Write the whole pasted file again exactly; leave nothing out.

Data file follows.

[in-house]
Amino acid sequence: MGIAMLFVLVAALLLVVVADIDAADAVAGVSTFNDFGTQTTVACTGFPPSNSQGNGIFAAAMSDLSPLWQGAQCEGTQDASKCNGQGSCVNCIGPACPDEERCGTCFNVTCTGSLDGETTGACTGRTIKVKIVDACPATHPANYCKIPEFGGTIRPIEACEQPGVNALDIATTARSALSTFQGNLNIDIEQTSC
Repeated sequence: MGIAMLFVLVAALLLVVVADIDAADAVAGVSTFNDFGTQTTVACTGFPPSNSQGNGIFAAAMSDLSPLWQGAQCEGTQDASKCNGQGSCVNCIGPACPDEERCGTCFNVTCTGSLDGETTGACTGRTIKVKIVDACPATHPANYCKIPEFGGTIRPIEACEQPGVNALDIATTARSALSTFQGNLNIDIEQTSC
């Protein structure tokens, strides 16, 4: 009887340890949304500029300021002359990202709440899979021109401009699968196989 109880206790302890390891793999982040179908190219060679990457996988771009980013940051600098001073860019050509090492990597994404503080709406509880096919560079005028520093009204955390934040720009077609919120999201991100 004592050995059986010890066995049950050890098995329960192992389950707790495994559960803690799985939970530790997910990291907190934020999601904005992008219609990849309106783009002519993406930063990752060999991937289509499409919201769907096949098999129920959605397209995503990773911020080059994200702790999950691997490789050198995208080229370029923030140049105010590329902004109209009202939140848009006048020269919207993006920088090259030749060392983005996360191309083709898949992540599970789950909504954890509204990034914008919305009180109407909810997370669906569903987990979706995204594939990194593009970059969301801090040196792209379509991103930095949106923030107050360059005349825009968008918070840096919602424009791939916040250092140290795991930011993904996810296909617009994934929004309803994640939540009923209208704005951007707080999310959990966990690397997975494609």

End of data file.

[in-house]
Amino acid sequence: MGIAMLFVLVAALLLVVVADIDAADAVAGVSTFNDFGTQTTVACTGFPPSNSQGNGIFAAAMSDLSPLWQGAQCEGTQDASKCNGQGSCVNCIGPACPDEERCGTCFNVTCTGSLDGETTGACTGRTIKVKIVDACPATHPANYCKIPEFGGTIRPIEACEQPGVNALDIATTARSALSTFQGNLNIDIEQTSC
Repeated sequence: MGIAMLFVLVAALLLVVVADIDAADAVAGVSTFNDFGTQTTVACTGFPPSNSQGNGIFAAAMSDLSPLWQGAQCEGTQDASKCNGQGSCVNCIGPACPDEERCGTCFNVTCTGSLDGETTGACTGRTIKVKIVDACPATHPANYCKIPEFGGTIRPIEACEQPGVNALDIATTARSALSTFQGNLNIDIEQTSC
């Protein structure tokens, strides 16, 4: 009887340890949304500029300021002359990202709440899979021109401009699968196989 109880206790302890390891793999982040179908190219060679990457996988771009980013940051600098001073860019050509090492990597994404503080709406509880096919560079005028520093009204955390934040720009077609919120999201991100 004592050995059986010890066995049950050890098995329960192992389950707790495994559960803690799985939970530790997910990291907190934020999601904005992008219609990849309106783009002519993406930063990752060999991937289509499409919201769907096949098999129920959605397209995503990773911020080059994200702790999950691997490789050198995208080229370029923030140049105010590329902004109209009202939140848009006048020269919207993006920088090259030749060392983005996360191309083709898949992540599970789950909504954890509204990034914008919305009180109407909810997370669906569903987990979706995204594939990194593009970059969301801090040196792209379509991103930095949106923030107050360059005349825009968008918070840096919602424009791939916040250092140290795991930011993904996810296909617009994934929004309803994640939540009923209208704005951007707080999310959990966990690397997975494609």